- The cookie shortcode will insert a cookie at that location, and it will be there as long as the cookie shortcode appears in the page. You can provide various values as arguments to filter the possibilities, including directly specifying a particular cookie.
- idlist: a CSV list of IDs from the database entries. This overrides any other filters. If you supply a single ID, that entry will be returned every time. If you supply a list of IDs, then a single entry will be randomly chosen from that list.
- type: restricts the choice to a single type. Defaults to ‘quote’, and the sample cookies file also uses type ‘aphorism’.
- keywords: intended to be used to filter by entries that include one of the keywords. Not implemented yet.
- again: the value is either ‘yes’ (the default) or ‘no’. If the value is ‘yes’, then an Again button will be placed in the cookie.
- Defining a View: The Options and Views backend page allows you to define specific Views — the mapping of a filtered set of Fortune Cookies into an actual page location. The selectors for currently defined views are checked whenever a page is loaded while the plugin is active.
Here are some notes about how the plugin works.
- The plugin uses the WP REST API to pass data back and forth.
- The content for all fortune cookies is stored in a custom table called ‘fortune_cookies’ using the WP-prefix. The table is created using the dbDelta function. Entries do not contain presentational info, just the facts.
- View definitions are stored as a JSON-encoded string in the wp_option called ‘FORTUNE_COOKIE_Initial_Cookies’. I decided against creating a second table for this info, so encoding it into the option is a simple mechanism to store it. If you have a *lot* of entries, this might be too inefficient.
This plugin kept generalizing itself as it progressed, so it’s actually a good way to dynamically inject display cards at arbitrary places on a page. I’ve defined several types of cookies to start (‘Quote’ and ‘Aphorism’). The rendering function that creates the HTML for a given cookie is determined by the type, so you could easily add a new type or change the rendering function for an existing type.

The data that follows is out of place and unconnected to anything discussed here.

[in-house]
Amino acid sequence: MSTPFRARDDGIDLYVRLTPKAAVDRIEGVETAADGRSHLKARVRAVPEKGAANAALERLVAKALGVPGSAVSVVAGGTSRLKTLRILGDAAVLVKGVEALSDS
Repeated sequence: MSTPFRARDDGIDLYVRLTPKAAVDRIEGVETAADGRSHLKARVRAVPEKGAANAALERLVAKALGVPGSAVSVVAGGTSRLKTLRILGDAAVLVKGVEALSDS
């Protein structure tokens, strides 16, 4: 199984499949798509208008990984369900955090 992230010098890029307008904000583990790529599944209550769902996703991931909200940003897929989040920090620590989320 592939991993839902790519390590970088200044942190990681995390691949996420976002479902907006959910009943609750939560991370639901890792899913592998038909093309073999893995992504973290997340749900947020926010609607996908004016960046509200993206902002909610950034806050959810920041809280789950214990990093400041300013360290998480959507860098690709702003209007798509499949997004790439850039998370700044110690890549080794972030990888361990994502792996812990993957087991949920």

Although currently using WordPress, it would be a simple matter to change this code to use a different storage mechanism or backend administration mechanism.
This is just the first workable draft of the plugin. Planned enhancements include:
- Allow you to specify the length of the content before truncating with an active ellipse for expansion. Currently, a long quote will grow to be as tall as it needs to be.
- Beef up authentication; this just uses nonces.
- Add more REST endpoints to handle Views and manage cookies.
- Make this be a proper WordPress plugin suitable for the repository.
- Add functions to allow definition of custom card types and handlers.
- Add the Keywords filter for selecting fortune cookies.
- Rewrite the backend browser for cookies — I borrowed some old code and didn’t bother to update it.
- Update the date_modified and the rendered count fields for entries as they are retrieved or edited.